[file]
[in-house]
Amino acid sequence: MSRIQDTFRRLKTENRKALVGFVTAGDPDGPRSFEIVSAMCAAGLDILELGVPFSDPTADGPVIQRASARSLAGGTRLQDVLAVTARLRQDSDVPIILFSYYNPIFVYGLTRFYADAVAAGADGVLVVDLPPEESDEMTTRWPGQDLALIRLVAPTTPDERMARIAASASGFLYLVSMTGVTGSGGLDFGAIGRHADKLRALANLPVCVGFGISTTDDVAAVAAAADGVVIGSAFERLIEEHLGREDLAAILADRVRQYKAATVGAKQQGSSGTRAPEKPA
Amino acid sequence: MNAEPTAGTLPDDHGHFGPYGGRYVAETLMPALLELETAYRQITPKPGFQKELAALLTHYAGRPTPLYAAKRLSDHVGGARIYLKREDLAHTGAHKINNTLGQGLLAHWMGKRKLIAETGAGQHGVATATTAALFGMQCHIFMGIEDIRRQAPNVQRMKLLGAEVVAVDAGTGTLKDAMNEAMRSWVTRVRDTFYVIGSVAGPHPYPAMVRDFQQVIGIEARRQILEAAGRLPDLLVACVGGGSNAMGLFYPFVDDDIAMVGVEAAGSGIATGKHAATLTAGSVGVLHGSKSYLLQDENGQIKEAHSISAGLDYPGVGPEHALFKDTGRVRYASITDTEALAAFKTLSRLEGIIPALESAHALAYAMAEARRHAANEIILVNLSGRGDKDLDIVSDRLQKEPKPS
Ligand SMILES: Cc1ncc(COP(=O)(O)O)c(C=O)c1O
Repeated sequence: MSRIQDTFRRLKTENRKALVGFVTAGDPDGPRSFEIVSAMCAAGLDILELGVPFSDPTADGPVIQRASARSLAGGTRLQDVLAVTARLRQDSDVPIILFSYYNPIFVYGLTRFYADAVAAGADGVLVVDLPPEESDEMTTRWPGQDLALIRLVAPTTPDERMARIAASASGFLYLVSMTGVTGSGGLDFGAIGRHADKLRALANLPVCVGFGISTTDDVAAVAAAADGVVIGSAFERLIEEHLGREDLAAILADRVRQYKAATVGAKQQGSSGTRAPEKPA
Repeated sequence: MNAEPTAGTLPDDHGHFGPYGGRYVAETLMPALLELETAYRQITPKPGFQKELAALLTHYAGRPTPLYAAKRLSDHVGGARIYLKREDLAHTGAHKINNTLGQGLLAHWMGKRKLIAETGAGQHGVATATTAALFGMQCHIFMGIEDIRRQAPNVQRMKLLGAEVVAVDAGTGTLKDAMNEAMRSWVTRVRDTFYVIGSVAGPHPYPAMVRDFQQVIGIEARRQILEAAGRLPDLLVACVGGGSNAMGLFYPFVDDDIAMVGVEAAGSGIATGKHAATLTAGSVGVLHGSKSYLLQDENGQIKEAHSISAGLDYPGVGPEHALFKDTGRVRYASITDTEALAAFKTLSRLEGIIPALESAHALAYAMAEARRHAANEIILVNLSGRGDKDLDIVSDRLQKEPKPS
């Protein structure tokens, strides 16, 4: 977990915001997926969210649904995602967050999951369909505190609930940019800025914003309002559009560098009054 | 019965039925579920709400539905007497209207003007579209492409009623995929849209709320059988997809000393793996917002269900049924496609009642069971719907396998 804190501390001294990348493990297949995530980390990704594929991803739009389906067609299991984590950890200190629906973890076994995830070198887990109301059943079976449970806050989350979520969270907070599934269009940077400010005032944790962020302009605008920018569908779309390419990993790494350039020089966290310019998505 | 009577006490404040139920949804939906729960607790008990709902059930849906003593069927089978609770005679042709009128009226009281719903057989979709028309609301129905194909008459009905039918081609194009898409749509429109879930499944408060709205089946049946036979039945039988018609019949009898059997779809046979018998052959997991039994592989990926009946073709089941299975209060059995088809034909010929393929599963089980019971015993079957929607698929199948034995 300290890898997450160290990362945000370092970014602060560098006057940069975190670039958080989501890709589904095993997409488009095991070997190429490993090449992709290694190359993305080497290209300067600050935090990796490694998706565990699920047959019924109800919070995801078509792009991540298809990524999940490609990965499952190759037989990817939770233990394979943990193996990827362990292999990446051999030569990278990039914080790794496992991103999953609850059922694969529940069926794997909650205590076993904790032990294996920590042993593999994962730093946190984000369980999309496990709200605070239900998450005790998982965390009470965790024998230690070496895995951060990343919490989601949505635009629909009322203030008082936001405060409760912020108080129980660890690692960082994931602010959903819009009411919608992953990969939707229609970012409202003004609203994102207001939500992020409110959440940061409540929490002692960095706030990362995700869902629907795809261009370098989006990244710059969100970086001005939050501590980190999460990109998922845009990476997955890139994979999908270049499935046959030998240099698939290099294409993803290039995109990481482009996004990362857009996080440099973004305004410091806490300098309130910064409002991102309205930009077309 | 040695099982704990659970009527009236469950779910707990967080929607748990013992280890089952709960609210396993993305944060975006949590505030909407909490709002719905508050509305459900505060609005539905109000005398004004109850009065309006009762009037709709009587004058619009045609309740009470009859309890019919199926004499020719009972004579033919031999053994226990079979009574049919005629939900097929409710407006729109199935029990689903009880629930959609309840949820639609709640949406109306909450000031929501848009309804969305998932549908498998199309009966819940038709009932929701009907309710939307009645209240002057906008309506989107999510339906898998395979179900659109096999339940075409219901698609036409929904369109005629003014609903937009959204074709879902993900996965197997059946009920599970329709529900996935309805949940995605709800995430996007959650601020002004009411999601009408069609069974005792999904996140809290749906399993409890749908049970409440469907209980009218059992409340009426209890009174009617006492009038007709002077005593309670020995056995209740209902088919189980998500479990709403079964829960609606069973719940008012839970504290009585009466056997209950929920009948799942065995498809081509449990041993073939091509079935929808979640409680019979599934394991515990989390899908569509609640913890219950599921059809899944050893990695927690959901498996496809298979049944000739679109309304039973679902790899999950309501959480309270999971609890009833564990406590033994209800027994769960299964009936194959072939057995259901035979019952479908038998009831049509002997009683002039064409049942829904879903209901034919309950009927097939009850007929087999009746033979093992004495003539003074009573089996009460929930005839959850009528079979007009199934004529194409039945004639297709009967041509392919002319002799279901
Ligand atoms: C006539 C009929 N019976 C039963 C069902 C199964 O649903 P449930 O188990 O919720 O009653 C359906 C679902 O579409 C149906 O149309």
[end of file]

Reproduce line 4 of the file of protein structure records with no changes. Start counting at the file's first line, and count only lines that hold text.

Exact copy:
Ligand SMILES: Cc1ncc(COP(=O)(O)O)c(C=O)c1O